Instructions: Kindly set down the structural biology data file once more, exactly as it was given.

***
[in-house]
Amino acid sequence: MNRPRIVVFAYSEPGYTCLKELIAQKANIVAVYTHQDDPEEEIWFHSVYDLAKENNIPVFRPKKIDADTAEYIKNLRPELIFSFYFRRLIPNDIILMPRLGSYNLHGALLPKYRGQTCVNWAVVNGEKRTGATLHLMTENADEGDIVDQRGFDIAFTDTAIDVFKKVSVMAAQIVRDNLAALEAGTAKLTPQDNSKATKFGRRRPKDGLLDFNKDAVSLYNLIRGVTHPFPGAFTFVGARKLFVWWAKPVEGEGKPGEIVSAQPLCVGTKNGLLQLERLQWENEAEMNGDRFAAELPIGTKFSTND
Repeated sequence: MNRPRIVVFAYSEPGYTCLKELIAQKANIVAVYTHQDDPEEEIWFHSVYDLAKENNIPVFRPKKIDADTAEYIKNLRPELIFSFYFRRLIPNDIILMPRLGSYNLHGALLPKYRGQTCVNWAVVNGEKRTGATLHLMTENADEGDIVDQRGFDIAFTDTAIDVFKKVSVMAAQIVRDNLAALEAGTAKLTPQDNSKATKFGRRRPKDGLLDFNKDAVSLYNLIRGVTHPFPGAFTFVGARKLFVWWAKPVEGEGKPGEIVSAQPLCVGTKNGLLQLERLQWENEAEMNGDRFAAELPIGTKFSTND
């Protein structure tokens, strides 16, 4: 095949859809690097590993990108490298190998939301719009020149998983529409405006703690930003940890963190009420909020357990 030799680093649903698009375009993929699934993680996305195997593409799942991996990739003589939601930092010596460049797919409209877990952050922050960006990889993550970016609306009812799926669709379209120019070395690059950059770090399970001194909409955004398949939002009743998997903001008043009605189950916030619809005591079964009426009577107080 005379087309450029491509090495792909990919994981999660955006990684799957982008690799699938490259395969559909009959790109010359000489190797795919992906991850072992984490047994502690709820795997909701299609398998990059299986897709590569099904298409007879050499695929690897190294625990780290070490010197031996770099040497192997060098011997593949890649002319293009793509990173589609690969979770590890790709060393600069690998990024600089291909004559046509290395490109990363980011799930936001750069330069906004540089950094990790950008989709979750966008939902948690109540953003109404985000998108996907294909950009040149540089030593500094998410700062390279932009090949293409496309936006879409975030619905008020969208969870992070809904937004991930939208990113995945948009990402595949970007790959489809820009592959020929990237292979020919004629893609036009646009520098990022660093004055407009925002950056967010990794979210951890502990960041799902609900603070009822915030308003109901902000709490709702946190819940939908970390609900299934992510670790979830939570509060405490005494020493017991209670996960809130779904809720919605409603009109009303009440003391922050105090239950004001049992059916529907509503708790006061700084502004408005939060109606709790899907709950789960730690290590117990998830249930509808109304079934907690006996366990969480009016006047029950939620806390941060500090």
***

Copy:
[in-house]
Amino acid sequence: MNRPRIVVFAYSEPGYTCLKELIAQKANIVAVYTHQDDPEEEIWFHSVYDLAKENNIPVFRPKKIDADTAEYIKNLRPELIFSFYFRRLIPNDIILMPRLGSYNLHGALLPKYRGQTCVNWAVVNGEKRTGATLHLMTENADEGDIVDQRGFDIAFTDTAIDVFKKVSVMAAQIVRDNLAALEAGTAKLTPQDNSKATKFGRRRPKDGLLDFNKDAVSLYNLIRGVTHPFPGAFTFVGARKLFVWWAKPVEGEGKPGEIVSAQPLCVGTKNGLLQLERLQWENEAEMNGDRFAAELPIGTKFSTND
Repeated sequence: MNRPRIVVFAYSEPGYTCLKELIAQKANIVAVYTHQDDPEEEIWFHSVYDLAKENNIPVFRPKKIDADTAEYIKNLRPELIFSFYFRRLIPNDIILMPRLGSYNLHGALLPKYRGQTCVNWAVVNGEKRTGATLHLMTENADEGDIVDQRGFDIAFTDTAIDVFKKVSVMAAQIVRDNLAALEAGTAKLTPQDNSKATKFGRRRPKDGLLDFNKDAVSLYNLIRGVTHPFPGAFTFVGARKLFVWWAKPVEGEGKPGEIVSAQPLCVGTKNGLLQLERLQWENEAEMNGDRFAAELPIGTKFSTND
């Protein structure tokens, strides 16, 4: 095949859809690097590993990108490298190998939301719009020149998983529409405006703690930003940890963190009420909020357990 030799680093649903698009375009993929699934993680996305195997593409799942991996990739003589939601930092010596460049797919409209877990952050922050960006990889993550970016609306009812799926669709379209120019070395690059950059770090399970001194909409955004398949939002009743998997903001008043009605189950916030619809005591079964009426009577107080 005379087309450029491509090495792909990919994981999660955006990684799957982008690799699938490259395969559909009959790109010359000489190797795919992906991850072992984490047994502690709820795997909701299609398998990059299986897709590569099904298409007879050499695929690897190294625990780290070490010197031996770099040497192997060098011997593949890649002319293009793509990173589609690969979770590890790709060393600069690998990024600089291909004559046509290395490109990363980011799930936001750069330069906004540089950094990790950008989709979750966008939902948690109540953003109404985000998108996907294909950009040149540089030593500094998410700062390279932009090949293409496309936006879409975030619905008020969208969870992070809904937004991930939208990113995945948009990402595949970007790959489809820009592959020929990237292979020919004629893609036009646009520098990022660093004055407009925002950056967010990794979210951890502990960041799902609900603070009822915030308003109901902000709490709702946190819940939908970390609900299934992510670790979830939570509060405490005494020493017991209670996960809130779904809720919605409603009109009303009440003391922050105090239950004001049992059916529907509503708790006061700084502004408005939060109606709790899907709950789960730690290590117990998830249930509808109304079934907690006996366990969480009016006047029950939620806390941060500090």